Molded Carbon–Carbon Composites Based on Microcomposite Technology
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A one-step, cost-effective processing methodology based on compression molding of a mixture of graphite particles and short fibers, both coated with a soluble polyimide adhesive was developed. This technique shows a considerable potential in decreasing the complexity of the current carbon–carbon fabrication procedures. The new process eliminates additional infiltration and densification steps following the initial carbonization, which reduces the processing time from 5 weeks to 3–5 days and saves energy. The structure and properties of the new carbon–carbon composites were characterized using optical and electronic microscopy, thermal analysis, density and porosity measurements, and mechanical properties (hardness and flexural strength).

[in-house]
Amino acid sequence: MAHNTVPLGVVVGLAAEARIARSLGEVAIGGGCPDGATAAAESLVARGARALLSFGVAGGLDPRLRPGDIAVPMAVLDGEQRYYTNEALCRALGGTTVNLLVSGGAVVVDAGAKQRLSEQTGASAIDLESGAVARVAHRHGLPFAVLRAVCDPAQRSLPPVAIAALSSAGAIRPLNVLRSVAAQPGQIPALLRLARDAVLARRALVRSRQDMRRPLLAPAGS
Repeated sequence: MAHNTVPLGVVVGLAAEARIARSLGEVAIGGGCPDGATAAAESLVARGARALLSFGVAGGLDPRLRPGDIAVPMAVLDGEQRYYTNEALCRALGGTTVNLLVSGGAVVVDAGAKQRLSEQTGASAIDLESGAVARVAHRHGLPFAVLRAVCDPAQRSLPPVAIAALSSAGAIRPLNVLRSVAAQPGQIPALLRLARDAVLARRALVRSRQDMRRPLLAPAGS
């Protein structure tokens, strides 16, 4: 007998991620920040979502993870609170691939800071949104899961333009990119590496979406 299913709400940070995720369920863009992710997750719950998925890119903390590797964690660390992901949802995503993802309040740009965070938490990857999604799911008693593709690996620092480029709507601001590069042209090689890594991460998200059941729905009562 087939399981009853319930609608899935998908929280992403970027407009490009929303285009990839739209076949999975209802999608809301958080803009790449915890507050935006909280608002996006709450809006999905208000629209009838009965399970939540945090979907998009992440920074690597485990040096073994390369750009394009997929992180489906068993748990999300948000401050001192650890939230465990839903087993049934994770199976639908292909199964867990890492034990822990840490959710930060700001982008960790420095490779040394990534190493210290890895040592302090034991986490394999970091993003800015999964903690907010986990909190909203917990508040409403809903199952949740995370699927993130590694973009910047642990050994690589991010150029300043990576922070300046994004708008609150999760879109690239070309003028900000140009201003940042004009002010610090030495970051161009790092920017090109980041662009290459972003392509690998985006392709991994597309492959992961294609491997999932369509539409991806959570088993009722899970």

The flexural strengths ranged from 20–45 MPa. The densities ranged from 1.9 to 2.2 g/cc (which is close to pure graphite) while the porosity was as low as 3%. The CTE was approximately ± 1 ppm/○C (R.T. to 550○C). The thermal stability of the carbonized and graphitized specimens when heated in flowing air up to 500○C and flowing nitrogen up to 1000○C showed no observable weight loss.
There are numerous applications for these materials which include: optical mirrors, medical implants, thermal radiators and parts for rotating equipment, etc.
A car piston was successfully molded using a mixture of polymer coated graphite powder, flakes and chopped fibers.
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